Nepali Times
From The Nepali Press
Maoist walkout



CPN-M ministers have quit the government but the Maoists as a whole still haven't separated themselves from the eight-party alliance. They are still a powerful force in the caretaker parliament. As a significant player in the historic peace agreement, they are an indispensable part of the mainstream politics.

Although the government is in a mess with the decision of the Maoists, the interim constitution of 2007 still remains intact. But the problem is over the uncertainty of the constituent assembly elections. The historic peace process is now at high risk of being jeopardised. Now that the Maoists have officially declared that they will disrupt the elections, this paves the way for a new political consensus and understanding between the alliance parties.

This means that the political leaders have to prove that they are committed to steering the country along the right political path. The Maoist ministers justified their walkout on the grounds that their allies in the government proved directionless, and had not done enough to prepare for elections.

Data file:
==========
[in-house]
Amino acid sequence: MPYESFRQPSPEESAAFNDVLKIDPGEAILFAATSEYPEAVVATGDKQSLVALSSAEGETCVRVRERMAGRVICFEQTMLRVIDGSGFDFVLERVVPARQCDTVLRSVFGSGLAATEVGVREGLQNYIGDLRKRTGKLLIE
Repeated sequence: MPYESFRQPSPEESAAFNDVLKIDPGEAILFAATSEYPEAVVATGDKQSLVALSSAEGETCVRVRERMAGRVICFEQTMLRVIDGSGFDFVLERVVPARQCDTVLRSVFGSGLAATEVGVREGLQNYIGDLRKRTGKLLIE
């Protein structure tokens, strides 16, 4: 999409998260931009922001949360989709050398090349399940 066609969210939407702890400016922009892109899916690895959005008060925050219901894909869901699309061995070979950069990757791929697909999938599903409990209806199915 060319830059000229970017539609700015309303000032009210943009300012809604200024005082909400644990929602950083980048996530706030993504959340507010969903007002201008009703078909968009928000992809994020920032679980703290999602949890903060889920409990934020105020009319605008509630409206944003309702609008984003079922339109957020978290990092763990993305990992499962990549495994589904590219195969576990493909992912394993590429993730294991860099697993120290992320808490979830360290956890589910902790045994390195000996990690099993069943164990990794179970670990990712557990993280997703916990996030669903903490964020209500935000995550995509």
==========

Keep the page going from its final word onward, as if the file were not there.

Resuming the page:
However, the Maoists have not yet abandoned the coalition and this shows there is still hope for renewing the political alliance. The Maoists may have their own reasons for leaving the government but a decision on announcing a republic was not discarded even by Tuesday morning at the prime minister's residence.

It is surprising that the Maoist leaders even refused to accept the suggestion from other parties who tried to convince them that the republic could be declared immediately after the CA is formed, and that all parties will abide by the commitment to do so. Nepali Congress was also, in principle, in favour of a republic and ending the constitutional monarchy after the elections. But the Maoists didn't want to wait for the much-needed technicalities and procedure to make that happen. Instead they chose to make their own harsh and rash decision.

It is undeniable that while in government the Maoist leaders had themselves failed to satisfy their own cadres and live up to the expectations of most Nepalis. It seems clear that they wanted to quit the government so that they wouldn't have to act responsibly but could conduct their political activities in their own style and create an inappropriate environment.



LATEST ISSUE
638
(11 JAN 2013 - 17 JAN 2013)


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